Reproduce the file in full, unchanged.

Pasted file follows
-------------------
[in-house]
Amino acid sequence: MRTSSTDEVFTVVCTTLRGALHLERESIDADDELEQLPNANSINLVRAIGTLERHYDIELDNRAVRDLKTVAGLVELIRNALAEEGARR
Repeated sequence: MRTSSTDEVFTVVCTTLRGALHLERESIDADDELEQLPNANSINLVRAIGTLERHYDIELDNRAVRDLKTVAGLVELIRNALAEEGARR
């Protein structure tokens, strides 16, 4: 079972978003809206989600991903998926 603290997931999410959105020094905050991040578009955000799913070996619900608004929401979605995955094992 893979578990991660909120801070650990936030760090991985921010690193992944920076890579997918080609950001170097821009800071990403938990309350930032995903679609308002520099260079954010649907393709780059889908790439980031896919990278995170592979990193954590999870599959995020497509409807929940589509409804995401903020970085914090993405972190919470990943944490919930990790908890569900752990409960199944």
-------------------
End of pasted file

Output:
[in-house]
Amino acid sequence: MRTSSTDEVFTVVCTTLRGALHLERESIDADDELEQLPNANSINLVRAIGTLERHYDIELDNRAVRDLKTVAGLVELIRNALAEEGARR
Repeated sequence: MRTSSTDEVFTVVCTTLRGALHLERESIDADDELEQLPNANSINLVRAIGTLERHYDIELDNRAVRDLKTVAGLVELIRNALAEEGARR
């Protein structure tokens, strides 16, 4: 079972978003809206989600991903998926 603290997931999410959105020094905050991040578009955000799913070996619900608004929401979605995955094992 893979578990991660909120801070650990936030760090991985921010690193992944920076890579997918080609950001170097821009800071990403938990309350930032995903679609308002520099260079954010649907393709780059889908790439980031896919990278995170592979990193954590999870599959995020497509409807929940589509409804995401903020970085914090993405972190919470990943944490919930990790908890569900752990409960199944």